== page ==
Stage 14: Burgos — Peña Cabarga
What is it? Mountainous, with a nasty steep thing at the finish.
Got Climbs? Yesh! Four climbs, with an uphill finish. 19%, suck it Giro!
Red Jersey Battle: Totally firing.
Ideal Rider: Ezekiel Mosquera. Still hunting that elusive stage win.
@Gavia: Does every road in Spain go vertical? Yes, I do rather think so.
The stage departs Burgos and travels directly north to finish in Peña Cabarga, which lies near the Atlantic coast, not far from the city of Bilbao. The first 40 kilometers are mostly flat as the Vuelta leaves Burgos. Then after a short descent, a lengthy dose of climbing begins. The Alto de Bocos summits at kilometer 76 and offers a nice warm-up for the category 2 Portillo de Lunada. There's a short descent off the Alto de Bocos, then it's a climb to get to the climb. Uphill both ways!
The Portillo de Lunada carries a category 2 rating and climbs for around 10 kilometers. It's not an especially steep ascent as much of the road runs along at 5% gradient. The most difficult section hits 7%. Just another day in Spain. From the Portillo de Lunada, it's around 30 kilometers of descending to the next climb of the day, the Alto del Caracol. Another category 2, this one's shorter and steeper: 5 kilometers with an average gradient of 7.5%.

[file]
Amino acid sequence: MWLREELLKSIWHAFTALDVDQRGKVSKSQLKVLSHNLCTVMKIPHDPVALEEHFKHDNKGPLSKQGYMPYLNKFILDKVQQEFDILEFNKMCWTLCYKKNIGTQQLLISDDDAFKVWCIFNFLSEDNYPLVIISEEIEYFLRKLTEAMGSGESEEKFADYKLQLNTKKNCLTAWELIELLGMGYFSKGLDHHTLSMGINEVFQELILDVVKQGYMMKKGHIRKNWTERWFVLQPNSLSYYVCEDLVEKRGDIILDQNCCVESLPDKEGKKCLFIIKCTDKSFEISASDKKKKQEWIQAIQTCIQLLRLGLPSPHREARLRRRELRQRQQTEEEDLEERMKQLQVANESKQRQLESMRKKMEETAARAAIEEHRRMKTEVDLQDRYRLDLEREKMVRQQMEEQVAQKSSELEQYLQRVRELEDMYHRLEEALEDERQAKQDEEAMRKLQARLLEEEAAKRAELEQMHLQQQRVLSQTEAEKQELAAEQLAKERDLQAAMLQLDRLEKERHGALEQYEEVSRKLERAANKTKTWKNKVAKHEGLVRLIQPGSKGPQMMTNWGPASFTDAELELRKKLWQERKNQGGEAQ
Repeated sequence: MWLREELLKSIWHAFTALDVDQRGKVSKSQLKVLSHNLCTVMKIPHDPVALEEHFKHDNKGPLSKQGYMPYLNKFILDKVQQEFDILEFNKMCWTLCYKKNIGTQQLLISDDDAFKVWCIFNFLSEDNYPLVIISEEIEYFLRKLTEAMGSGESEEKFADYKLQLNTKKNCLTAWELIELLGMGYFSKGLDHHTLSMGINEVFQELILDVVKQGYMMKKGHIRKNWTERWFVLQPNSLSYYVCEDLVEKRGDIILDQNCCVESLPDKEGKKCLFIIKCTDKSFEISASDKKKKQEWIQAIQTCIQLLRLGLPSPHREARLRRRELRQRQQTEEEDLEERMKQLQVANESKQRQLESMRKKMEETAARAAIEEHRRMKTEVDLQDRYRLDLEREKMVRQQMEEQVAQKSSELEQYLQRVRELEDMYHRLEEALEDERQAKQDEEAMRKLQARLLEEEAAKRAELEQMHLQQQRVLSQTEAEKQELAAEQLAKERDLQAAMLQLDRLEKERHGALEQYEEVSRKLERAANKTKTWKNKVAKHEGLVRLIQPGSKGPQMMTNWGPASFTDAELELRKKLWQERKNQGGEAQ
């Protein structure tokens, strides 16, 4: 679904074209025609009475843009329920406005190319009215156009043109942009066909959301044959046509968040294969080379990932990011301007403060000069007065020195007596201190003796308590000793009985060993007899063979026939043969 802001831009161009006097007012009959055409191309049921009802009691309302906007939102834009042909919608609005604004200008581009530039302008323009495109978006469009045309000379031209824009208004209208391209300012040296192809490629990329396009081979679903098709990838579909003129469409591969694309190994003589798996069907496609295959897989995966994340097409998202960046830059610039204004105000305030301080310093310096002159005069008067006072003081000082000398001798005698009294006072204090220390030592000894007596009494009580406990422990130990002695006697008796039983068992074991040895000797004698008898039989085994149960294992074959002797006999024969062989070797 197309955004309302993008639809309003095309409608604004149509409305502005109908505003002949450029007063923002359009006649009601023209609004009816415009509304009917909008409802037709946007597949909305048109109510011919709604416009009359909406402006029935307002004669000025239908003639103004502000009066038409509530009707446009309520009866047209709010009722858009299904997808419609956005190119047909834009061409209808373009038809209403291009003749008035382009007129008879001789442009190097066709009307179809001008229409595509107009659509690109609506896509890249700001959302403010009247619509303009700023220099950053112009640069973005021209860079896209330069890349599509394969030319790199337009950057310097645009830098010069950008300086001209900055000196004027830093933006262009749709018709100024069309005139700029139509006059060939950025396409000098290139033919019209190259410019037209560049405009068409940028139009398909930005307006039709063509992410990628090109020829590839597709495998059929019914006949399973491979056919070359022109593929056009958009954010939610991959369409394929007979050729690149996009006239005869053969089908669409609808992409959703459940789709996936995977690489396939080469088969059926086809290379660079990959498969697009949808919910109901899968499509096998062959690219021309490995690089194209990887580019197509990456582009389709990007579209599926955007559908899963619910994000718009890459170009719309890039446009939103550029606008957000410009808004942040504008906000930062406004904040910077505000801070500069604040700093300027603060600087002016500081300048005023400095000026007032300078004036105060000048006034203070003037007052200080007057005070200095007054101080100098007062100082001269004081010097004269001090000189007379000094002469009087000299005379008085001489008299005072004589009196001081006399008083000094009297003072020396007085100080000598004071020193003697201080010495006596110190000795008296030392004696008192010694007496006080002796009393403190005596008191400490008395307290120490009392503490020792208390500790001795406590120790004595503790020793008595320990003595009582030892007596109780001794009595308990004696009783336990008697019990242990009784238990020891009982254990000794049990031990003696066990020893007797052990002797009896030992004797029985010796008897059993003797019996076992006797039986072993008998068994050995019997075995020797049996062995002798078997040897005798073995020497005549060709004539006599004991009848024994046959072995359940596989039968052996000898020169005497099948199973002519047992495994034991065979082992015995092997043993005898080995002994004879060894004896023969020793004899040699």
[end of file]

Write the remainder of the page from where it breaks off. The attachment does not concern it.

Descend, descend, descend. Sprint in Villacarriedo! Descend, descend descend. Some flats. Roll, roll, roll. Oh look, it's the final climb of the day! The final 6 kilometers of the stage are uphill. The climb is a rather nasty piece of work with an average gradient of 9% and a short bit at 19%. Only the climbers will find much to love about this finish. Just look at that scrumptious climbericious profile. It's a day for the general classification riders to chase the Shirt, and a climber will certainly celebrate the stage victory.
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Joaquím Rodríguez takes the stage win. Sadly, Igor Anton crashed out, and Vincenzo Nibali has taken over the race lead. Read the full story..